I had a scare this week thinking that I was about to experience the joy of food poisoning. As I was giving Lynn his bath, I started feeling really nauseous. Then my stomach starting burning and feeling crampy and I started sweating—all the tell-tale signs of food poisoning when you’ve recently spent hours sampling leftover food as you clean up from the day’s festivities. As it turned out, it did not develop into the dreaded torture of food poisoning and probably was a reaction to eating too many rich food products the same day on top of eating them several days previously. However, the experience brings into focus that as a caregiver, I can’t just get sick. As I’m preparing to be sick, I have to prepare Lynn for me to be sick. Let me tell you; that just does not seem fair….
Continue reading at https://multiplesclerosis.net/caregiver/i-cant-just-get-sick/
Let me start by saying that I’m not a psychiatrist nor a licensed counselor so what I mean is based on my own experiences in talking to others with disabilities, my own experience with The basic unit in society traditionally consisted of two parents and their children but the family has now been expanded to include any of various social units differing from but regarded as equivalent to the traditional family. members, and my personal beliefs. Therefore, you may or may not agree with me, and that’s fine because this is a very delicate topic and one which creates a lot of emotion in people.
When a person has a chronic health condition that cannot be cured, depression is prevalent. When the disease also affects the neurological center of the brain, the likelihood of depression is even more significant since the natural chemical reactions that would typically help the person stay balanced may be impaired. Therefore, for people with secondary or progressive MS, depression is common and often a struggle.
Loss of Direction or Purpose:
Though MS can affect children and teenagers, it most often affects adults. Once we reach adulthood, we have created in our minds our vision of what our life will be. We’ve thought about getting married, having children, getting a job, or establishing a career. Maybe we have bought a home and have a car(s), so we have a debt. We may have gone through years of school or training and “paid our dues” ready to launch into the rewards of our efforts and then something like MS hits. Maybe it’s been there lurking just under the surface with some minor annoyances like in Lynn’s case, or perhaps it hits with a vengeance, and an immediate loss occurs that may or may not be permanent. When that happens, the breaks are put on, and both the person with MS and their caregiver slam into a wall.
In addition to coping with the loss of function, there is also the loss of the dream. Lynn was a musician, an excellent tenor, and an incredibly talented carpenter and builder. He could do so much, but most of it required physical labor and dexterity. Over 2-3 years, Lynn’s MS rapidly progressed. His doctor could never quite say if he had Secondary Progressive MS (SPMS) or Relapsing Remitting (RRMS), but I think he felt it was Secondary, and we hoped for RRMS because let’s face it, there is nothing out there if you have SPMS or Primary Progressive (PPMS). Lynn was seeing the doctor every three months. Each time his abilities (other than his mind) were a little slower than before. Over 18-months, he lost his job and his ability to play musical instruments or to hold a musical note for an extended time.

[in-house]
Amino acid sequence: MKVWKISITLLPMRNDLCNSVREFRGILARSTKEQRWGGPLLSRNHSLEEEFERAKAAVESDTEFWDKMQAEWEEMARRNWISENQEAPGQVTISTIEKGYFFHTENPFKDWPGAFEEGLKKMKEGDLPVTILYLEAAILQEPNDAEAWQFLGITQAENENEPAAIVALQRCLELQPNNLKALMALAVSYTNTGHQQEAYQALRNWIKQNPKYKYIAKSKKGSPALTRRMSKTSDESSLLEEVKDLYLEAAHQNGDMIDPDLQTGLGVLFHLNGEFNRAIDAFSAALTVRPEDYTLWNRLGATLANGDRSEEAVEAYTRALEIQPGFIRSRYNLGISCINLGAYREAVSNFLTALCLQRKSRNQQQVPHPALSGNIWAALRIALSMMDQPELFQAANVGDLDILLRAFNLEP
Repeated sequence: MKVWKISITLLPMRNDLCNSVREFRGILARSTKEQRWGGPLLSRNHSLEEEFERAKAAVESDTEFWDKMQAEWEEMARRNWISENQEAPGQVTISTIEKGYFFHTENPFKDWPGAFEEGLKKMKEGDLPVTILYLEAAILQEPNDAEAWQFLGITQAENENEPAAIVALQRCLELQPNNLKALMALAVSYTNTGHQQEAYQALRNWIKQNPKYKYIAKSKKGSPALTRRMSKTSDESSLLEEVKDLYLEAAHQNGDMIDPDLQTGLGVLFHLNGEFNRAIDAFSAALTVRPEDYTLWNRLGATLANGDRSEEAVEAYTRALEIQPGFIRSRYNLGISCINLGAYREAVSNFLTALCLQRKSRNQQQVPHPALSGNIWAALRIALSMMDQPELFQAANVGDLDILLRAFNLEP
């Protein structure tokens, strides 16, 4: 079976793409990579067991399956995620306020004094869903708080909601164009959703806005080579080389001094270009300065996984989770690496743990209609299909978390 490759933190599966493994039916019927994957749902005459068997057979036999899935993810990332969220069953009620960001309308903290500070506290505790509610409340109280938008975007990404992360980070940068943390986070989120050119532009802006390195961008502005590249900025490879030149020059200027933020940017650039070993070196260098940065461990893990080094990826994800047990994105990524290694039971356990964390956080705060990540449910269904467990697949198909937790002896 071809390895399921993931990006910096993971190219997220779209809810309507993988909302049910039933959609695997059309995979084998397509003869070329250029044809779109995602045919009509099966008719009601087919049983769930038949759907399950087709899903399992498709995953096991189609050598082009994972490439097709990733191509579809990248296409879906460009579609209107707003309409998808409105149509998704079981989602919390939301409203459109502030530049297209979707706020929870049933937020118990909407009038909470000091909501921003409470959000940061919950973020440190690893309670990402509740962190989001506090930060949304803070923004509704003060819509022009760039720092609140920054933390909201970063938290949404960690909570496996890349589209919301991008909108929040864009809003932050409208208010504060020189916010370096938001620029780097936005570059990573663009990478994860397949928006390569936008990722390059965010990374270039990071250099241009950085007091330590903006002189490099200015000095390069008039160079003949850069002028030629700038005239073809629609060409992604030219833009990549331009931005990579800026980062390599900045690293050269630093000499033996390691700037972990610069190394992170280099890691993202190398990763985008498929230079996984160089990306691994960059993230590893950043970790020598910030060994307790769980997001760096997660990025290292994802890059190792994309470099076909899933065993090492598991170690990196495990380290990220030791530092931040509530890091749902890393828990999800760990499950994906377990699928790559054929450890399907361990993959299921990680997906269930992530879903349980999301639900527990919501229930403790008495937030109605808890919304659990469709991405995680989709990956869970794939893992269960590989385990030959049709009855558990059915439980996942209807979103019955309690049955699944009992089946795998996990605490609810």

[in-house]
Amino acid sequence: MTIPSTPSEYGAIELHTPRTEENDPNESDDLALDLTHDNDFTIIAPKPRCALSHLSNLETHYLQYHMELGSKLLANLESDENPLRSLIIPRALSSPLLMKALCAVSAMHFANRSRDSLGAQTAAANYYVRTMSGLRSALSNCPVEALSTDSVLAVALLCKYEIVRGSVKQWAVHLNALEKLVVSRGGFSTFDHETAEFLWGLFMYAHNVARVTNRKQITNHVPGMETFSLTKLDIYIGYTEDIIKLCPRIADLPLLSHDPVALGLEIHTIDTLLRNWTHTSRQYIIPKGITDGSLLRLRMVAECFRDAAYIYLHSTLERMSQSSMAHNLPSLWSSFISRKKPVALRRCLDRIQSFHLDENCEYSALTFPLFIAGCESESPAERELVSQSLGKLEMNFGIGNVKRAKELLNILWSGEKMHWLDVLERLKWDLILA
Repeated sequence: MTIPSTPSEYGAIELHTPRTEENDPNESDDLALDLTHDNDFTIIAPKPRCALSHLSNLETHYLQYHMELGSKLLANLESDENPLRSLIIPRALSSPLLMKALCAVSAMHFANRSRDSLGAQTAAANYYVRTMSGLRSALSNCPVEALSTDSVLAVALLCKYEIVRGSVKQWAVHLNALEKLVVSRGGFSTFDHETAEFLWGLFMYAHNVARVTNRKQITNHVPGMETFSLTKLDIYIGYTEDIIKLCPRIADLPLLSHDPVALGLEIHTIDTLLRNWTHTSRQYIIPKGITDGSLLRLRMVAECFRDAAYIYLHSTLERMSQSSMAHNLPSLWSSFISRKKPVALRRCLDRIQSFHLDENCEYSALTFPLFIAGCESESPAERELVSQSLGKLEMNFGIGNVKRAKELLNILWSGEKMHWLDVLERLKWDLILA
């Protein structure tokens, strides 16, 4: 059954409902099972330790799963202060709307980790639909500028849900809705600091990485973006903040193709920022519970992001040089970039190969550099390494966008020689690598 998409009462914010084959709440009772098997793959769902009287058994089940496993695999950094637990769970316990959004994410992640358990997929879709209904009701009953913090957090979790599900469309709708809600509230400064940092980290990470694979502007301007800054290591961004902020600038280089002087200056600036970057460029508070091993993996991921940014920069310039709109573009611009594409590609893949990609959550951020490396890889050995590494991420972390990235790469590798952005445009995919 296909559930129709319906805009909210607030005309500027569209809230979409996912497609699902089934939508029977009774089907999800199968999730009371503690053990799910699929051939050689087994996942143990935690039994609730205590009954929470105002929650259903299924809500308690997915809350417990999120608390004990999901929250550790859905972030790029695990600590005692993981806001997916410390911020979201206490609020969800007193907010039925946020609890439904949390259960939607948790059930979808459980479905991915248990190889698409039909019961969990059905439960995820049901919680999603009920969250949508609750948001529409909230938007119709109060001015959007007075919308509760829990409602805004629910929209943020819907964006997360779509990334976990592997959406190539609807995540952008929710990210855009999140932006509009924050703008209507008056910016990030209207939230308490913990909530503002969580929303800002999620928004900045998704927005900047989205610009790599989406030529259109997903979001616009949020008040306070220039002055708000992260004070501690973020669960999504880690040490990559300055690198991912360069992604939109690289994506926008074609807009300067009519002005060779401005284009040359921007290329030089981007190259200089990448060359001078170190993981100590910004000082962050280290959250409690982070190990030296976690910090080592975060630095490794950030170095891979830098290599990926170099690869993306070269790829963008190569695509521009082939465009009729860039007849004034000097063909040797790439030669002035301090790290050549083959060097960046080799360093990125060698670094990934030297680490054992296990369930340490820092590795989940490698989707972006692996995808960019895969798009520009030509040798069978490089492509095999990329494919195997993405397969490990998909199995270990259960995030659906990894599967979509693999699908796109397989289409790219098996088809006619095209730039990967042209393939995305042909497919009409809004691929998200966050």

He lost his identity, his purpose, and his planned direction for his life. He was the man of the house, the protector who could not protect but instead needed protection. He was the builder, the fixer who suddenly needed all things done for him. He would try to explain to others what to do and became frustrated because it would have been so easy for him to do it himself…before. Over and over again, he would say, “What good am I anymore?” “What am I supposed to do now?” He was angry, scared, and felt physically bad. He could see no purpose for his life and became depressed.
While he struggled with, “What am I supposed to do now?” I struggled with, “How can I do it all?” I was counting on him to build our new house, bring in a good income, help me keep up with three children, protect us, fix things, maintain the home and car and yard, and so much more that now was MY responsibility. And I didn’t want to do it. I was angry. I was scared. I was tired. I was overwhelmed. I was depressed.
Learning to Live Differently
We set about learning to live with his A disability is a physical, mental, cognitive, or developmental condition that impairs, interferes with or limits a person’s ability to engage in certain tasks or actions or participate in typical daily activities and interactions. What worked before did not work now, so we had to get creative in how we accomplished the tasks of daily living. I had so much to learn that he used to do. He had to learn patience and how to tell me what he needed. Our lives changed completely. I found a new purpose in being his caregiver, but he struggled to find any meaning. Fortunately, his son suggested he try to write fiction since he used to love to write when he was younger. He tried it and now has published two books, Rising Tide and Eden’s Wake. He gets up each day and “goes to work” either writing or marketing his books. It provides him with a purpose and a sense of accomplishment, which is what I think is the most significant problem that needs to be fixed for most people suffering from depression. The person goes from having a purpose in life to not having one that they can identify. Their job is gone; they can’t support their family; they cannot perform the usual roles of marriage or parenthood as they did before, positions that held significance for them before are now limited. So they flounder in fear, sometimes self-pity, hopelessness, worthlessness, and all those other negative emotions. I think it’s that loss of purpose that makes so many think of suicide.